Wright Back to Dretske, or Why You Might as Well Deny Knowledge Closure

Abstract
Fred Dretske notoriously claimed that knowledge closure sometimes fails. Crispin Wright agrees that warrant does not transmit in the relevant cases, but only because the agent must already be warranted in believing the conclusion in order to acquire her warrant for the premise. So the agent ends up being warranted in believing, and so knowing, the conclusion in those cases too: closure is preserved. Wright's argument requires that the conclusion's having to be warranted beforehand explains transmission failure. I argue that it doesn't, and that the correct explanation does not imply that the agent will end up warranted in believing the conclusion when transmission fails. Those who agree that transmission does fail in those cases, therefore, might as well follow Dretske in denying knowledge closure too.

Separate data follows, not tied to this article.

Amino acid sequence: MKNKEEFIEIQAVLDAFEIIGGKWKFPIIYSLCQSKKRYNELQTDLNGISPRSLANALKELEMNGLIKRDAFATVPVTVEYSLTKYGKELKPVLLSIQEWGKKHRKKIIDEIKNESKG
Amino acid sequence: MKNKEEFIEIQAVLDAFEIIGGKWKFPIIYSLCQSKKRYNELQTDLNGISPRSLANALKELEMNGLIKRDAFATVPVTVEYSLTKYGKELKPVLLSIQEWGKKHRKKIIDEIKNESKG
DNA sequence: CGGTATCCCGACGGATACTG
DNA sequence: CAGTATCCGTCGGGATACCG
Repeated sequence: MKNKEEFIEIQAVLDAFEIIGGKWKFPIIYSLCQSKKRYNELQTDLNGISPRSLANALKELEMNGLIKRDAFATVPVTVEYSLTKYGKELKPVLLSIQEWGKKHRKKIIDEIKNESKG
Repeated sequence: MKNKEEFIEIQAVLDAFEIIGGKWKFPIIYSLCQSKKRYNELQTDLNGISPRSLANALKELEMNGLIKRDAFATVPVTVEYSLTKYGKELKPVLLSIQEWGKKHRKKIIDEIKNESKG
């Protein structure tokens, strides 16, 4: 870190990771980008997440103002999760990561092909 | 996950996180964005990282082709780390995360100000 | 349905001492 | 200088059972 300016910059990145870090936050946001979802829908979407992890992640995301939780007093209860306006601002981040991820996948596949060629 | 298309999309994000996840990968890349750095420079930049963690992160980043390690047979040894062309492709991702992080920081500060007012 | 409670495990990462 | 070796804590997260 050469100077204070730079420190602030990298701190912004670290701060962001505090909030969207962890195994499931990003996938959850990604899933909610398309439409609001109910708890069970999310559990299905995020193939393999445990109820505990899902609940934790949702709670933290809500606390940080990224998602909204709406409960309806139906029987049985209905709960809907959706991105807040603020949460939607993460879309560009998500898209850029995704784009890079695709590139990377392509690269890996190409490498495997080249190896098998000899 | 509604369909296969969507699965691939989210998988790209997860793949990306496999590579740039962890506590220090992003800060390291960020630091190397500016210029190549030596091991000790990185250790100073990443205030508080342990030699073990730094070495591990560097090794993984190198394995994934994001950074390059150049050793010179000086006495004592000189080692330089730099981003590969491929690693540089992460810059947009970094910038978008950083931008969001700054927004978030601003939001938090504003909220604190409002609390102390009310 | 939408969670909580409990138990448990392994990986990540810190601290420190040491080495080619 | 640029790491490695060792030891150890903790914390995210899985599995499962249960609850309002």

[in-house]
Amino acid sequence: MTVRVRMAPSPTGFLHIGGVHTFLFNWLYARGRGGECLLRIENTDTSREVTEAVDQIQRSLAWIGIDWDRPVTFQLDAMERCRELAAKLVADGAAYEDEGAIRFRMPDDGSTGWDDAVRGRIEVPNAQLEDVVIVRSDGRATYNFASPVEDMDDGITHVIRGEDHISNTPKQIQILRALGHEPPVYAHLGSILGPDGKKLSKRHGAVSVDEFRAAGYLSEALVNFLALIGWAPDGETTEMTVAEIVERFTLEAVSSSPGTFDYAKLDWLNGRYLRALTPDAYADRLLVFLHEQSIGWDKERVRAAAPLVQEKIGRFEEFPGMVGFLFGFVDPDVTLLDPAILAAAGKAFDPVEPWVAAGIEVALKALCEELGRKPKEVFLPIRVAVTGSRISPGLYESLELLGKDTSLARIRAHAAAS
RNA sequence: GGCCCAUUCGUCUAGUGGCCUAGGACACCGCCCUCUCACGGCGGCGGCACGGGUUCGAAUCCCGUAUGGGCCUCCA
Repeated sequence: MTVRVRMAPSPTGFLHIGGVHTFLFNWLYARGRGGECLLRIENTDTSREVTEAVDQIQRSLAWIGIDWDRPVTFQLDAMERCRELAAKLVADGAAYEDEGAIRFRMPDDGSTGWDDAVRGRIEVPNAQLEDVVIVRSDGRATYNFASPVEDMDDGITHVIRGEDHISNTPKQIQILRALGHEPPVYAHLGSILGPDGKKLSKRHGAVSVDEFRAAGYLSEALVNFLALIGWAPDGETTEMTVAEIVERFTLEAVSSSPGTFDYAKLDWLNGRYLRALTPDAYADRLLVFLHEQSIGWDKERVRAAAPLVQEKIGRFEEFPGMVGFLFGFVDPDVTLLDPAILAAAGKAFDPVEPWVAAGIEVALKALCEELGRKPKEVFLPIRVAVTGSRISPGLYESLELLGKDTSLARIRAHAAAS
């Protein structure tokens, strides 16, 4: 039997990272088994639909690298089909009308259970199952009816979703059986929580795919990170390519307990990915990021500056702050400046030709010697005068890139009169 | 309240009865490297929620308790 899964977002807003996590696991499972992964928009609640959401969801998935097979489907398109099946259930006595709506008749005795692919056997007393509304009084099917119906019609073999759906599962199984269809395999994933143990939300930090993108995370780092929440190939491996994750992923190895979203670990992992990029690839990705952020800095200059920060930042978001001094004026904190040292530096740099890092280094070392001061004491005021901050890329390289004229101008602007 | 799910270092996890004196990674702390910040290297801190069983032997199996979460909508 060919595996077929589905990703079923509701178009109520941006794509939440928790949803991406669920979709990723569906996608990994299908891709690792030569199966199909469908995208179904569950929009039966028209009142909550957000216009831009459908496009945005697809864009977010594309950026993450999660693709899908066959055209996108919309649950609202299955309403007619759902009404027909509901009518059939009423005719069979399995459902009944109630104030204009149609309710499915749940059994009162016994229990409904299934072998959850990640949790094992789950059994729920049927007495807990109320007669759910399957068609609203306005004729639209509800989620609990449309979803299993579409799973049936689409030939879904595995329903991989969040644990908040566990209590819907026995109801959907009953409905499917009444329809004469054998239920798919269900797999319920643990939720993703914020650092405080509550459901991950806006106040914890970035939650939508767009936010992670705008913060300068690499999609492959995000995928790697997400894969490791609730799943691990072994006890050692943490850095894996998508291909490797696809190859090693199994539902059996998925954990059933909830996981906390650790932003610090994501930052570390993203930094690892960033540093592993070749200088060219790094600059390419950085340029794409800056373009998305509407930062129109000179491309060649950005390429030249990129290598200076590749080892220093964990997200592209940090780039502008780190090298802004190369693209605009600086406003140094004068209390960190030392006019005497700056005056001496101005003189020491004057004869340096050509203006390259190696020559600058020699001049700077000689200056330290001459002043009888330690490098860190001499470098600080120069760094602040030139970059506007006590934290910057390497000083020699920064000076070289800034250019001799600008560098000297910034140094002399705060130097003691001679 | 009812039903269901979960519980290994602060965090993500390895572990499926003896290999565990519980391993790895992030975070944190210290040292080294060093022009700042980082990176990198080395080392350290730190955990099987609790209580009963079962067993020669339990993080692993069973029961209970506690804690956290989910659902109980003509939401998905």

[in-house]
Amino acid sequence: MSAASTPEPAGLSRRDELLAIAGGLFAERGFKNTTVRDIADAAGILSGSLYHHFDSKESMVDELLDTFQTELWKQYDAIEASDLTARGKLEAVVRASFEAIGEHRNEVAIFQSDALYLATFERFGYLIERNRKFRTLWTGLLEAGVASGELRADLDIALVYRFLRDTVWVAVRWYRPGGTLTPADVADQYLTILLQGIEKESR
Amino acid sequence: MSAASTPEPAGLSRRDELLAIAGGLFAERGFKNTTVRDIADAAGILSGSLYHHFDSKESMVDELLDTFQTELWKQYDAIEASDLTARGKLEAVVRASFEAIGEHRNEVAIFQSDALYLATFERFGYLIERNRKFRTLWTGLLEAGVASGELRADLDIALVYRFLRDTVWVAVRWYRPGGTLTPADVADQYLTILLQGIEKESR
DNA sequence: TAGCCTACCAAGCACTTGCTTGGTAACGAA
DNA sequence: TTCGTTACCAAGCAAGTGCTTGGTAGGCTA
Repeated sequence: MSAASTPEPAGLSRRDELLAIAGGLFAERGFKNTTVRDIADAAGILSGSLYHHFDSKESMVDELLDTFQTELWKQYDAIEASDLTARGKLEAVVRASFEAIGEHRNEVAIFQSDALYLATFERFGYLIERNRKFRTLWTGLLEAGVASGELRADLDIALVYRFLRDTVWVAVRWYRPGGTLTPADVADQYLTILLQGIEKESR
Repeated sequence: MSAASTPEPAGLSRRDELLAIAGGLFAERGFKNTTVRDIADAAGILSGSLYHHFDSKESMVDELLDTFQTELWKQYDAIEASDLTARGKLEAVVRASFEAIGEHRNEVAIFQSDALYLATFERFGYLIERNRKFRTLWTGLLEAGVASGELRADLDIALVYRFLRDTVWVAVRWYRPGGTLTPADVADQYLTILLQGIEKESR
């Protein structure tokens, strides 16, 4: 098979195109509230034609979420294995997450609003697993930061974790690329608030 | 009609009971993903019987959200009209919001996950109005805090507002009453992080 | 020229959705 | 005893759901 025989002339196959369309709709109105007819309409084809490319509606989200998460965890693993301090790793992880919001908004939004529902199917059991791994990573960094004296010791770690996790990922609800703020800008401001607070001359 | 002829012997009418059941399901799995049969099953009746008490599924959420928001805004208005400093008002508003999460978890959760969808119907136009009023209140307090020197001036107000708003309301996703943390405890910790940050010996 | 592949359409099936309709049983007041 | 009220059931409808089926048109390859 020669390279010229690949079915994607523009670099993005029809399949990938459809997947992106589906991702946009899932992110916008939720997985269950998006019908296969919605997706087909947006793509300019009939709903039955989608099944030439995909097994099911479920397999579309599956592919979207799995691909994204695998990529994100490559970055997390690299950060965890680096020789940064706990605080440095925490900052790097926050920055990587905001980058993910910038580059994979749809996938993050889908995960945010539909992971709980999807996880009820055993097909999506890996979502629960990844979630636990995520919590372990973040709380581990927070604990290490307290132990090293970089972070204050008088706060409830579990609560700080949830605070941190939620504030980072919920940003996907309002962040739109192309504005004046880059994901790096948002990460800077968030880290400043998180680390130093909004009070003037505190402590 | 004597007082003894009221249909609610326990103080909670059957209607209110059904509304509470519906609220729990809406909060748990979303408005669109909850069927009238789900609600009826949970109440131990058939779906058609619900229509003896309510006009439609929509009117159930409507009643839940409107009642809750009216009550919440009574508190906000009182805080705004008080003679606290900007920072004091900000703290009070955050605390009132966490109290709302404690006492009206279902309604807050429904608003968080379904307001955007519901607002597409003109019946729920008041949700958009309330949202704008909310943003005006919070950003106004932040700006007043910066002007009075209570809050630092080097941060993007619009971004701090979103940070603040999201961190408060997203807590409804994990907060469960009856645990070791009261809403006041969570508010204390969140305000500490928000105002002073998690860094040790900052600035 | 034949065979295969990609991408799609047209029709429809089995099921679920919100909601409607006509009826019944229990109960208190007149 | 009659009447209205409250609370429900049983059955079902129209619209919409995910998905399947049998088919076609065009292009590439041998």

Keywords closure  transmission  Wright  Dretske  Knowledge
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DOI 10.1111/phpr.12150
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References found in this work BETA
Knowledge and Lotteries.John Hawthorne - 2003 - Oxford University Press.
Philosophical Explanations.Robert Nozick - 1981 - Harvard University Press.
Knowledge and its Limits.Timothy Williamson - 2000 - Oxford University Press.
Warrant and Proper Function.Alvin Plantinga - 1993 - Oxford University Press.
Solving the Skeptical Problem.Keith DeRose - 1995 - Philosophical Review 104 (1):1-52.

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